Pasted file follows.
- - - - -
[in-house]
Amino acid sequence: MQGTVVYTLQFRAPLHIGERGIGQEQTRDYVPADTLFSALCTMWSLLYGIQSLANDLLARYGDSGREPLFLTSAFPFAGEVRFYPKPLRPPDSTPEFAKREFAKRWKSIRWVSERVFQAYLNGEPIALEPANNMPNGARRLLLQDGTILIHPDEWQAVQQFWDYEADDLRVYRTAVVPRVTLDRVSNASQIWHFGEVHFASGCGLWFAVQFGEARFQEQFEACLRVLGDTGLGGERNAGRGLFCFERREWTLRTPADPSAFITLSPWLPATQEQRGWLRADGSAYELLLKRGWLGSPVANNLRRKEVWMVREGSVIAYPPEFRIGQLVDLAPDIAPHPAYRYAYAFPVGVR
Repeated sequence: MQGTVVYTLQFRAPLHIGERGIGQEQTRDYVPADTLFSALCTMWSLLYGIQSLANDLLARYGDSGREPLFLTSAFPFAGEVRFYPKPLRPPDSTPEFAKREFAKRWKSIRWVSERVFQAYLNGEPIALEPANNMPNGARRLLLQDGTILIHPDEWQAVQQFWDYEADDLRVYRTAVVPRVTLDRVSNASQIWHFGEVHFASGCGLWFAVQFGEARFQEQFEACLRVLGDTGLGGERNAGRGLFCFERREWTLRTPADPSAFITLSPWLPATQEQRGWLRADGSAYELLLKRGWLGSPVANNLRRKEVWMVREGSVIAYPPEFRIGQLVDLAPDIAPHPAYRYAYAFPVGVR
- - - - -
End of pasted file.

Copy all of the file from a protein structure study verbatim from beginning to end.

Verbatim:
[in-house]
Amino acid sequence: MQGTVVYTLQFRAPLHIGERGIGQEQTRDYVPADTLFSALCTMWSLLYGIQSLANDLLARYGDSGREPLFLTSAFPFAGEVRFYPKPLRPPDSTPEFAKREFAKRWKSIRWVSERVFQAYLNGEPIALEPANNMPNGARRLLLQDGTILIHPDEWQAVQQFWDYEADDLRVYRTAVVPRVTLDRVSNASQIWHFGEVHFASGCGLWFAVQFGEARFQEQFEACLRVLGDTGLGGERNAGRGLFCFERREWTLRTPADPSAFITLSPWLPATQEQRGWLRADGSAYELLLKRGWLGSPVANNLRRKEVWMVREGSVIAYPPEFRIGQLVDLAPDIAPHPAYRYAYAFPVGVR
Repeated sequence: MQGTVVYTLQFRAPLHIGERGIGQEQTRDYVPADTLFSALCTMWSLLYGIQSLANDLLARYGDSGREPLFLTSAFPFAGEVRFYPKPLRPPDSTPEFAKREFAKRWKSIRWVSERVFQAYLNGEPIALEPANNMPNGARRLLLQDGTILIHPDEWQAVQQFWDYEADDLRVYRTAVVPRVTLDRVSNASQIWHFGEVHFASGCGLWFAVQFGEARFQEQFEACLRVLGDTGLGGERNAGRGLFCFERREWTLRTPADPSAFITLSPWLPATQEQRGWLRADGSAYELLLKRGWLGSPVANNLRRKEVWMVREGSVIAYPPEFRIGQLVDLAPDIAPHPAYRYAYAFPVGVR